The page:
The other day I ran into the mother of my son’s former girlfriend. Our kids, who started dating in high school and are now in college, broke up fairly recently. Our encounter was not awkward and I was glad to see her and hear how her daughter was doing; when she was my son’s girlfriend, I had enjoyed her company.
I have a friend who told me that until a ring is offered and accepted, I shouldn’t get too attached to the young women my boys are dating. I had heard this advice from other people as well. While that may be good advice, it’s much harder to do than say — at least it is for me.
Perhaps it’s because I don’t have any daughters that I love when my boys bring home their girlfriends. The entire atmosphere in the house changes when there are girls here. I get to hear about the new fads and fashions in which my boys have no interest or clue. I hear details about what the girls have been up to, what’s new among their friends, as well as information about my boys I might otherwise never know.
When my oldest son’s girlfriend visited us shortly after they had attended a wedding, she told me about a website where you can rent dresses. Who knew? (I am guessing all you moms of daughters knew but I certainly did not.) I asked my son how the wedding was and he said “fine.” I asked his girlfriend the same question and she gave me a litany of specifics like how many people attended and how the food was. I don’t think my boys are withholding information on purpose; they just don’t see the relevance in relaying such trivialities.
When my son first started dating his girlfriend he told me, “you’re going to like her too much and it’s going to be a problem.” I am not entirely sure what he meant but I am guessing he knew I would get attached.
When my sons’ girlfriends are around I get to see a side of my boys I don’t normally see. The “young and in love” thing is really sweet—it is good to know my boys can be considerate and silly and tender, different from the rougher versions I typically observe. I have been fortunate because I like the girls my boys have chosen to date thus far. They have been smart, kind, caring, family oriented and unspoiled. They are young women with excellent characters and I am happy to know my boys have such good taste.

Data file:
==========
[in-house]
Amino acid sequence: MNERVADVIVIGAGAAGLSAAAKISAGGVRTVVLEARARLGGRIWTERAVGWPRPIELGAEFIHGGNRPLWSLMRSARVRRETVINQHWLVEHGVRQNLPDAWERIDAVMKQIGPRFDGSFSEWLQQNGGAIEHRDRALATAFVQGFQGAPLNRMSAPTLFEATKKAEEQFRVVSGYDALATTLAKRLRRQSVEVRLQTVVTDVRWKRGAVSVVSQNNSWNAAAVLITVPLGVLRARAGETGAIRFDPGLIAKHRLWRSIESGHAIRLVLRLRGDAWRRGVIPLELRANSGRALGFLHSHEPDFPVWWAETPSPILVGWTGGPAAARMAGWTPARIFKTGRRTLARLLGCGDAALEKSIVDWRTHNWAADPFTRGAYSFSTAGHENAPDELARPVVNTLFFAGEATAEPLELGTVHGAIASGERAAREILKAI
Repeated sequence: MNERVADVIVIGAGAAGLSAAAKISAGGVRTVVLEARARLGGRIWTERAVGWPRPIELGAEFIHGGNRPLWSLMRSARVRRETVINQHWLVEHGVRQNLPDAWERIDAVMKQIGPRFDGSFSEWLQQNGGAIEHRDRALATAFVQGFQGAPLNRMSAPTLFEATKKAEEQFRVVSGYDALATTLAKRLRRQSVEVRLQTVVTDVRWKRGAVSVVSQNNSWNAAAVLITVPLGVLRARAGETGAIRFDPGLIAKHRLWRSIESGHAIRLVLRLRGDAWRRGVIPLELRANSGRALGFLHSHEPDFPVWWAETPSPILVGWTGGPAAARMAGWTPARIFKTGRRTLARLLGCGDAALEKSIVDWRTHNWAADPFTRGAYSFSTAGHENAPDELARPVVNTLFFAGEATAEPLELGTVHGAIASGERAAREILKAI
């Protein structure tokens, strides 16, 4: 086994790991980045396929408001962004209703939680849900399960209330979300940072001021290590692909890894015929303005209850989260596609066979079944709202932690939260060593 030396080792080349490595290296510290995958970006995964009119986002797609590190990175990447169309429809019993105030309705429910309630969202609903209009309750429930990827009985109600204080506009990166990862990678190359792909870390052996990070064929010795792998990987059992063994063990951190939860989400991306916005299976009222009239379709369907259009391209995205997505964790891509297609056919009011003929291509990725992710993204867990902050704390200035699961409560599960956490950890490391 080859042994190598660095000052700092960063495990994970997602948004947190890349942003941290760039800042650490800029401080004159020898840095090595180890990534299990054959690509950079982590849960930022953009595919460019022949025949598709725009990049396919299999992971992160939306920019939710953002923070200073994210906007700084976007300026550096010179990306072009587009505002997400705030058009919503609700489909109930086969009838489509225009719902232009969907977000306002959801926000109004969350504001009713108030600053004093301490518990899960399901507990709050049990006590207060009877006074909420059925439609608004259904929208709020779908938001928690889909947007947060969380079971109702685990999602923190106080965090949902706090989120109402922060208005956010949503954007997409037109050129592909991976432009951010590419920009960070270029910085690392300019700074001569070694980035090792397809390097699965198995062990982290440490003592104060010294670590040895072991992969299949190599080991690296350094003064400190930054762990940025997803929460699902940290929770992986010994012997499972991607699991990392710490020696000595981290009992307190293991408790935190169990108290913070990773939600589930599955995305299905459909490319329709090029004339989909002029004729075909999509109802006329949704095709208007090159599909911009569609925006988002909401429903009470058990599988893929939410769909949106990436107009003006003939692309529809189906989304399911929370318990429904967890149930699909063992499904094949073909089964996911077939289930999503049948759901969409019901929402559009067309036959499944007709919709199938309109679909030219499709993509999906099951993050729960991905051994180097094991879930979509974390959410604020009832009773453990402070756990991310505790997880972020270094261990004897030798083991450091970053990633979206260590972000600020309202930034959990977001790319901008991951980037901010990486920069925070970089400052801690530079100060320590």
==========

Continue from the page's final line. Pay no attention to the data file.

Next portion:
I have also been gratified to see that my sons’ girlfriends are amenable to spending time with us. They have been particularly good about including my youngest son when they go out to places like dinner and the movies and have even attended his school concerts and soccer games. My middle son’s former girlfriend often helped my youngest with his homework and projects. I once walked in to find her doing his homework while he was nowhere to be found. (I was like “um, no.”)
My sons’ girlfriends have been present at holiday meals, celebratory dinners, and spent more than one New Year’s Eve with us. They remembered to text me on my birthday and offered me comfort when my father died, attending his funeral and Shiva.
So how in the world am I supposed to NOT get attached? How do other people not get attached? How do they distance themselves from these terrific young women who become (perhaps, temporarily) part of the family? Is there some sort of guidebook or manual for this that I don’t know about? (After all, I didn’t know about the dress rental thing.) Do I really have to wait until they are engaged or married before I get attached? What if they do get married and later get divorced? Isn’t it all just a moment in time?
[More about what to do when your college kid or young adult BREAKS UP with a significant other here.]
After my middle son and his girlfriend broke up, even though I knew that the reasons for their breakup were sound ones and they parted as friends, I found myself missing her. I know that I only had myself to blame because I had broken the cardinal rule by getting attached. To make matter worse, even though I would like to say I’ve learned my lesson, I could definitely see it happening again. I’m just not good at keeping people I like at arm’s length.
Another friend of mine is fond of saying “you are who you are.” (as you can see, my friends offer a lot of advice) and maybe she is right. I guess what matters most is that my sons want me to know their girlfriends and they feel comfortable bringing them home. And if getting, at least somewhat, attached is the price I pay then I’m ok with that.
Marlene Kern Fischer is a wife, mother of three sons, food shopper extraordinaire and blogger. She is a regular contributor to Better After 50 and her work has also been featured in Ten To Twenty Parenting, Erma Bombeck Writers’ Workshop and will appear in Beyond Your Blog.